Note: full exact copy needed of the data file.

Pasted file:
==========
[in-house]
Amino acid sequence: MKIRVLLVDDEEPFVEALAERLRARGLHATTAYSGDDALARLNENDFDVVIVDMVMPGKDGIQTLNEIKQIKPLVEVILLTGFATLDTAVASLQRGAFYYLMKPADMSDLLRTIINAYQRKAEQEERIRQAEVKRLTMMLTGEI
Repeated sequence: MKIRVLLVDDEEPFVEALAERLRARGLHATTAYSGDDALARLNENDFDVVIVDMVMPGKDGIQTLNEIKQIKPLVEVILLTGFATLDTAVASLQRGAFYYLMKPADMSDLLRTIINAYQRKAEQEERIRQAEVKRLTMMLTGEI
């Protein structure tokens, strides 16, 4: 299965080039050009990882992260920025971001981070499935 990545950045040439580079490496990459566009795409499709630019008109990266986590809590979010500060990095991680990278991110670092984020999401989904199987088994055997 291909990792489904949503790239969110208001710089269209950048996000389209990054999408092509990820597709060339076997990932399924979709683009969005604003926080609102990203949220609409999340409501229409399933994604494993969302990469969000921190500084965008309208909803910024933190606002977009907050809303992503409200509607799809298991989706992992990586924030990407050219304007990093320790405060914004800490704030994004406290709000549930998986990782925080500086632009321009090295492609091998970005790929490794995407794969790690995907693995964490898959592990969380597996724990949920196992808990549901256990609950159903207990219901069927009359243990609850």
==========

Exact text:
[in-house]
Amino acid sequence: MKIRVLLVDDEEPFVEALAERLRARGLHATTAYSGDDALARLNENDFDVVIVDMVMPGKDGIQTLNEIKQIKPLVEVILLTGFATLDTAVASLQRGAFYYLMKPADMSDLLRTIINAYQRKAEQEERIRQAEVKRLTMMLTGEI
Repeated sequence: MKIRVLLVDDEEPFVEALAERLRARGLHATTAYSGDDALARLNENDFDVVIVDMVMPGKDGIQTLNEIKQIKPLVEVILLTGFATLDTAVASLQRGAFYYLMKPADMSDLLRTIINAYQRKAEQEERIRQAEVKRLTMMLTGEI
């Protein structure tokens, strides 16, 4: 299965080039050009990882992260920025971001981070499935 990545950045040439580079490496990459566009795409499709630019008109990266986590809590979010500060990095991680990278991110670092984020999401989904199987088994055997 291909990792489904949503790239969110208001710089269209950048996000389209990054999408092509990820597709060339076997990932399924979709683009969005604003926080609102990203949220609409999340409501229409399933994604494993969302990469969000921190500084965008309208909803910024933190606002977009907050809303992503409200509607799809298991989706992992990586924030990407050219304007990093320790405060914004800490704030994004406290709000549930998986990782925080500086632009321009090295492609091998970005790929490794995407794969790690995907693995964490898959592990969380597996724990949920196992808990549901256990609950159903207990219901069927009359243990609850």